Why Shimmer Is Better Than Contour

By
Makeup artist, photographer, and entrepreneur, Ellis Faas. Photo: Courtesy of Ellis Faas

Ellis Faas is a cool customer. Born in the Netherlands and a veteran makeup artist for over 30 years, she's been the beauty force behind campaigns for Louis Vuitton, Chanel, Gucci, and Givenchy. A few years ago she shifted gears slightly to launch her self-named makeup line. Mostly liquid and cream formulas, the makeup is packaged in slim, silver dispensers that resemble a cross between a pen and a bullet. You could say that Ellis Faas, the makeup brand is much like Ellis Faas, the woman: cool, sleek, and extremely versatile. The Cut caught up with the makeup titan to find out why shimmer is better than contouring and how YouTube makeup videos are like sex.

How do you approach a face?
I'm not a celebrity or red-carpet makeup artist — I'm a storytelling makeup artist. I tell a story on a face — you create a woman that fits a story. The technique of it, the way you make an eye bigger or make it longer, that's something that comes naturally. I use a sponge for foundation because I started a long time ago. Brushes came up 10 or 15 years ago — that was something new. If you've grown up as a makeup artist when that was around, you'll probably always use a brush. I don't think one is better than the other. Fingers work well, too.

What's the longest you've spent transforming a model to fit a story?
I'm really quick. If it's spontaneous and you put it on and it looks right, then it's much more poetic than something you slave over and are really finicky about. It sort of becomes flattened then. I'd rather do it quickly because I want to make it feel alive, and then if it doesn't work, I take it off and start again. The girl is still the girl, even though there's a lot of makeup on her. They call me Ellis Fast. On a shoot it's normal for me to spend between half an hour to an hour for full makeup. A lot of people take three hours.

How do you feel about the increasing popularity of contouring makeup?
I think it should stop. It's like sculpting, and not everyone is a sculptor. It’s so technical and it can look so silly if you do it wrong. When you contour, you look different in every light. If the light comes from this way, it looks horrible, if it comes from another way it can look okay, but not all the time. You can always put a little shimmer. Shimmer will always make things come out. You can play with shimmer and matte-ness, but use it subtly. If you want the bridge of your nose to stand out more, then yes of course, put some light shimmer on it and it will come alive. Shimmer is the most subtle way to do it. If you start putting dark shadows under your cheekbones, it looks so wrong because it doesn't become one with your face.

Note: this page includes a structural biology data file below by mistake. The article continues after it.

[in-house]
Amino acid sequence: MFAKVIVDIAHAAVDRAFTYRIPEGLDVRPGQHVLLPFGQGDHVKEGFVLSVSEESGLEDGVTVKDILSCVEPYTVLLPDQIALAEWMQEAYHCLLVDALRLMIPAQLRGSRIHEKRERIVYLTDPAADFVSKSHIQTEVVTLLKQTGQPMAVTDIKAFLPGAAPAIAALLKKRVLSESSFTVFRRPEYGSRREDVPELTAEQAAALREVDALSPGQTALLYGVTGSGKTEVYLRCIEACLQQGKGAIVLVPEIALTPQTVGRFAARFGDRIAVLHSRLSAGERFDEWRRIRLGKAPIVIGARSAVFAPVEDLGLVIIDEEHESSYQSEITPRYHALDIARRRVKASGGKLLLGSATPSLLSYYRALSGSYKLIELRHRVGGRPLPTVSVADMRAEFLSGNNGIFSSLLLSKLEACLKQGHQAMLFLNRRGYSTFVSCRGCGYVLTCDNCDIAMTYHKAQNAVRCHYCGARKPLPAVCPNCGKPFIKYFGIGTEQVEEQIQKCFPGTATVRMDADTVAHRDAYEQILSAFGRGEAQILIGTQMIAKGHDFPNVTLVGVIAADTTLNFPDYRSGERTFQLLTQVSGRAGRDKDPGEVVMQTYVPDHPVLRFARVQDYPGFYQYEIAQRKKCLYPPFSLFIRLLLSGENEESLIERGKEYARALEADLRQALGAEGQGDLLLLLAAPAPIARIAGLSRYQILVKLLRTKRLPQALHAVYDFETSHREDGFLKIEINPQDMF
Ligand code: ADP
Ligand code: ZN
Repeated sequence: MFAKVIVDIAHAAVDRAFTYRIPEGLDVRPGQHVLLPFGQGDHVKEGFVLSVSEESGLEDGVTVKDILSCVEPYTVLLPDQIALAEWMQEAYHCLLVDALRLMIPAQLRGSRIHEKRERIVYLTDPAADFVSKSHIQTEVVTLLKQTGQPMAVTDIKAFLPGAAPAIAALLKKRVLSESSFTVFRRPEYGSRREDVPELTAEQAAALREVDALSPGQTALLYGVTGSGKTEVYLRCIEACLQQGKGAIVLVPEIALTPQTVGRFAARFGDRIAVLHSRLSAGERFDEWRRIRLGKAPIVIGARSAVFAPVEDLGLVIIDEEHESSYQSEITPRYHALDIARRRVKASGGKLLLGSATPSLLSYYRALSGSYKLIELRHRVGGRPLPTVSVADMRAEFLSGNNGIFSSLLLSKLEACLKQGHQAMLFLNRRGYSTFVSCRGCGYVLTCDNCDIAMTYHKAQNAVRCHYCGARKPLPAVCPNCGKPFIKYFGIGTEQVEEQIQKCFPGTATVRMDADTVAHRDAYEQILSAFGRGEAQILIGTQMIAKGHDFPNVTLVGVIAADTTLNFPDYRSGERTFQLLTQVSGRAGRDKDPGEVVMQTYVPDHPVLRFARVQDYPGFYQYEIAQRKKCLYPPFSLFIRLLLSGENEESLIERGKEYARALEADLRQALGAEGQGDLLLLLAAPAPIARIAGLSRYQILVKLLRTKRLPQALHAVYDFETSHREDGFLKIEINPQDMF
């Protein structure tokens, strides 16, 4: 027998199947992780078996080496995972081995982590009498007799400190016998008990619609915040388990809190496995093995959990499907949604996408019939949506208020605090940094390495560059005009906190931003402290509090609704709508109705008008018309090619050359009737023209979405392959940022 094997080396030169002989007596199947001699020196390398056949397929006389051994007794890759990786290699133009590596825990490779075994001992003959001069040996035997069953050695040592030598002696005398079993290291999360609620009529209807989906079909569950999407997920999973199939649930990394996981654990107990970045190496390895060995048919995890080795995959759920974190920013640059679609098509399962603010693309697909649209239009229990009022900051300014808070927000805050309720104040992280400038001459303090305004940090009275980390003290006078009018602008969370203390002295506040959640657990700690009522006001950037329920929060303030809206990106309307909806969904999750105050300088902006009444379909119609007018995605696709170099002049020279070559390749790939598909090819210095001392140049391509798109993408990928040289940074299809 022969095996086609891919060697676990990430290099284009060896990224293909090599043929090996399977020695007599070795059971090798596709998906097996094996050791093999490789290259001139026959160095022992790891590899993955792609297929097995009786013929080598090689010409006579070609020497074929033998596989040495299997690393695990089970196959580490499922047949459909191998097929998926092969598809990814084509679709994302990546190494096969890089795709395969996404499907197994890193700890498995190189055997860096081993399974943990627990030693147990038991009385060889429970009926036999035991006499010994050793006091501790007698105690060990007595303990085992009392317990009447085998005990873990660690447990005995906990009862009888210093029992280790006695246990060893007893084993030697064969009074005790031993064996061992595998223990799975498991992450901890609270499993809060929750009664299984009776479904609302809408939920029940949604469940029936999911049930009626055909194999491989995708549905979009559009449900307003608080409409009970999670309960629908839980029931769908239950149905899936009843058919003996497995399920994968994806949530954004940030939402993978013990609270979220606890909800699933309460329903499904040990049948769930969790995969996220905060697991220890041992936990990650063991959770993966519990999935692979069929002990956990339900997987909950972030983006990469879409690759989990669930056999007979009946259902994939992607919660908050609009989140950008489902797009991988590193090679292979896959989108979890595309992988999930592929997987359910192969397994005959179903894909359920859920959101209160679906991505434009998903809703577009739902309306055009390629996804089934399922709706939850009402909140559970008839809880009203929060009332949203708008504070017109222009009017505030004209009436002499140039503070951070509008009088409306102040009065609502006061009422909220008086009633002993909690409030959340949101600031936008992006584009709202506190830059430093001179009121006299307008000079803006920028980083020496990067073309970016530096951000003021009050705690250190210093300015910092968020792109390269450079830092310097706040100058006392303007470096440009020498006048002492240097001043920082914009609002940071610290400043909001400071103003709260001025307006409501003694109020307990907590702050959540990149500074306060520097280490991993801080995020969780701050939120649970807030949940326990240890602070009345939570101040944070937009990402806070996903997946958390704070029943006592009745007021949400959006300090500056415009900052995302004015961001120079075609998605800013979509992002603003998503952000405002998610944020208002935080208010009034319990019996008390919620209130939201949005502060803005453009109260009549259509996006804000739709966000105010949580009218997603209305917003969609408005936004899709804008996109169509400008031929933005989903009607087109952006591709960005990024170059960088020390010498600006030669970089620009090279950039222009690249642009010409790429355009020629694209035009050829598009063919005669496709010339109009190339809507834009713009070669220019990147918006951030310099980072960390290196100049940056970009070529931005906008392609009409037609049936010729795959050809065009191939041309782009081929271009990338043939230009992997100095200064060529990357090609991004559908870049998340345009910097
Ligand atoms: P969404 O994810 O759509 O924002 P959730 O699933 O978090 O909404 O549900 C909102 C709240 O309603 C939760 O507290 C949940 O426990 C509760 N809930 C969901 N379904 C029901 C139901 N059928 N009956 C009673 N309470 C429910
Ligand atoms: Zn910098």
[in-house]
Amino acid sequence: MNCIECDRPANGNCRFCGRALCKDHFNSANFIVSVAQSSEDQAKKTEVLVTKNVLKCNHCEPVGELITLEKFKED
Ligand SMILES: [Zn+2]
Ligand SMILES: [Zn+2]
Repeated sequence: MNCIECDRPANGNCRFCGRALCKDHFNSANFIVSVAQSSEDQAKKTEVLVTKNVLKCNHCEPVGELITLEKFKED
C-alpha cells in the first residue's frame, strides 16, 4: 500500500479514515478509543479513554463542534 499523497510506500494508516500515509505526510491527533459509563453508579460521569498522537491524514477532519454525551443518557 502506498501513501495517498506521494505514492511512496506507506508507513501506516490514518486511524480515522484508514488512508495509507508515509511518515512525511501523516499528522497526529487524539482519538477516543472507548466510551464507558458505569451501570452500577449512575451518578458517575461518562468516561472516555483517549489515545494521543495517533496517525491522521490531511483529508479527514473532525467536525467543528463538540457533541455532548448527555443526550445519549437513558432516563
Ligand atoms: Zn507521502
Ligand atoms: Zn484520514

What are your thoughts on how makeup artists are now turning to social media to teach techniques?
I started noticing the YouTubers. It's like sex to them. They know so much and they are so obsessed with it. I thought I was obsessed, but these women are completely obsessed. I love the way they play with it. I would completely encourage it. Go ahead, do your contouring and look like Kim Kardashian, that's fine to play with it, but it's not for real life. Just don't expect to look natural and gorgeous. But if you want to look mask-y, then go ahead. You can't really contour and look natural at the same time. For a picture, yes. For a movie, yes. But for real lighting on the street, it's too much.

What are your hero products?
My eye shadows are my hero products. The best-selling products are the mascara and concealer, but eye shadows are more different from anything else. It's a whole new way to do makeup. It's also a bit scary because it's a different technique. I want to persuade people to try it. It's a creamy eye shadow and you have to get used to it, though it's very easy. You can shape with it, line with it, and basically do whatever you want with it. There are 21 colors. You can also use the lighter colors as a base for anything because there is a bit of stick to it. And it stays. I would like to do eyebrows next, because I can't find a texture that I like.

Your makeup packaging is so different.
I wanted something compact. The inspiration was the military because they carry so many things on their bodies, but still have their hands free, like makeup artists. Makeup artists always have to carry everything around set, but still have their hands free. [Picks up makeup holder.] This is the gun that you load. [Picks up eye shadow.] And this is the bullet. You can have this at home or travel with it. I wanted it to be long and elegant, and I wanted it to also feel like a pen.

I call all of my colors “human colors.” For example, my red lipstick is the color of blood. All humans have the same blood color. My red lipstick, 101, is the color of blood and looks good on all skin colors. There's also a red that is the color of a bruise. The whole is meant to fit anyone, because they are colors already found in people. 

This interview has been edited and condensed.